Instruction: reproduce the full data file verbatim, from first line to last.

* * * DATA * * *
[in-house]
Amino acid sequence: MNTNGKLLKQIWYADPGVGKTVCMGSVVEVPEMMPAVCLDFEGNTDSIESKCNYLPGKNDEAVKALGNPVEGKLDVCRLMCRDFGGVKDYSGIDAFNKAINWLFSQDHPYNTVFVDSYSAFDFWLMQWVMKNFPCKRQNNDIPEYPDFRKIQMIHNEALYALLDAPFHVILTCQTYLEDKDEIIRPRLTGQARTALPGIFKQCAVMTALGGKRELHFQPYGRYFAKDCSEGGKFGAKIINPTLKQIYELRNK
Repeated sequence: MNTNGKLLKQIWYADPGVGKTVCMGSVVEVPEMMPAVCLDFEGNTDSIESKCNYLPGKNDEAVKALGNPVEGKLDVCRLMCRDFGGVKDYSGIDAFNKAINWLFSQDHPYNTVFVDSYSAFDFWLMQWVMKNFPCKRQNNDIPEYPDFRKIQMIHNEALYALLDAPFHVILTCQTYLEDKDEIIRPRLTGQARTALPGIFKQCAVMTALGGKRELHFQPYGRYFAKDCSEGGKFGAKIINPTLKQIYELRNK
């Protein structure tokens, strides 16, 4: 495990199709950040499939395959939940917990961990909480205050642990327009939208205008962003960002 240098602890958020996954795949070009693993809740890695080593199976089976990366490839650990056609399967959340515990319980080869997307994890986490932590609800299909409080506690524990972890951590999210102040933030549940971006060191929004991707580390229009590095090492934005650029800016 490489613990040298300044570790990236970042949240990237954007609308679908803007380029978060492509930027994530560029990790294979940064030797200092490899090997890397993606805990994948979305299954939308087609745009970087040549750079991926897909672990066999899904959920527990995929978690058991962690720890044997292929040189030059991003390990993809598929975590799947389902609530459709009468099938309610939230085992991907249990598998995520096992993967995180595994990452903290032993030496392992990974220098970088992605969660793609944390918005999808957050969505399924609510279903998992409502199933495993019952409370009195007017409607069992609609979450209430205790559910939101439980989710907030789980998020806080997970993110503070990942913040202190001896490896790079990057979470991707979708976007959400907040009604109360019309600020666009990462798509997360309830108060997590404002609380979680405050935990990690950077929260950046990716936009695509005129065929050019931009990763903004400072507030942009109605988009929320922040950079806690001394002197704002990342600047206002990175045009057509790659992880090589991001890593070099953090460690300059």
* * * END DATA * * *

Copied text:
[in-house]
Amino acid sequence: MNTNGKLLKQIWYADPGVGKTVCMGSVVEVPEMMPAVCLDFEGNTDSIESKCNYLPGKNDEAVKALGNPVEGKLDVCRLMCRDFGGVKDYSGIDAFNKAINWLFSQDHPYNTVFVDSYSAFDFWLMQWVMKNFPCKRQNNDIPEYPDFRKIQMIHNEALYALLDAPFHVILTCQTYLEDKDEIIRPRLTGQARTALPGIFKQCAVMTALGGKRELHFQPYGRYFAKDCSEGGKFGAKIINPTLKQIYELRNK
Repeated sequence: MNTNGKLLKQIWYADPGVGKTVCMGSVVEVPEMMPAVCLDFEGNTDSIESKCNYLPGKNDEAVKALGNPVEGKLDVCRLMCRDFGGVKDYSGIDAFNKAINWLFSQDHPYNTVFVDSYSAFDFWLMQWVMKNFPCKRQNNDIPEYPDFRKIQMIHNEALYALLDAPFHVILTCQTYLEDKDEIIRPRLTGQARTALPGIFKQCAVMTALGGKRELHFQPYGRYFAKDCSEGGKFGAKIINPTLKQIYELRNK
């Protein structure tokens, strides 16, 4: 495990199709950040499939395959939940917990961990909480205050642990327009939208205008962003960002 240098602890958020996954795949070009693993809740890695080593199976089976990366490839650990056609399967959340515990319980080869997307994890986490932590609800299909409080506690524990972890951590999210102040933030549940971006060191929004991707580390229009590095090492934005650029800016 490489613990040298300044570790990236970042949240990237954007609308679908803007380029978060492509930027994530560029990790294979940064030797200092490899090997890397993606805990994948979305299954939308087609745009970087040549750079991926897909672990066999899904959920527990995929978690058991962690720890044997292929040189030059991003390990993809598929975590799947389902609530459709009468099938309610939230085992991907249990598998995520096992993967995180595994990452903290032993030496392992990974220098970088992605969660793609944390918005999808957050969505399924609510279903998992409502199933495993019952409370009195007017409607069992609609979450209430205790559910939101439980989710907030789980998020806080997970993110503070990942913040202190001896490896790079990057979470991707979708976007959400907040009604109360019309600020666009990462798509997360309830108060997590404002609380979680405050935990990690950077929260950046990716936009695509005129065929050019931009990763903004400072507030942009109605988009929320922040950079806690001394002197704002990342600047206002990175045009057509790659992880090589991001890593070099953090460690300059």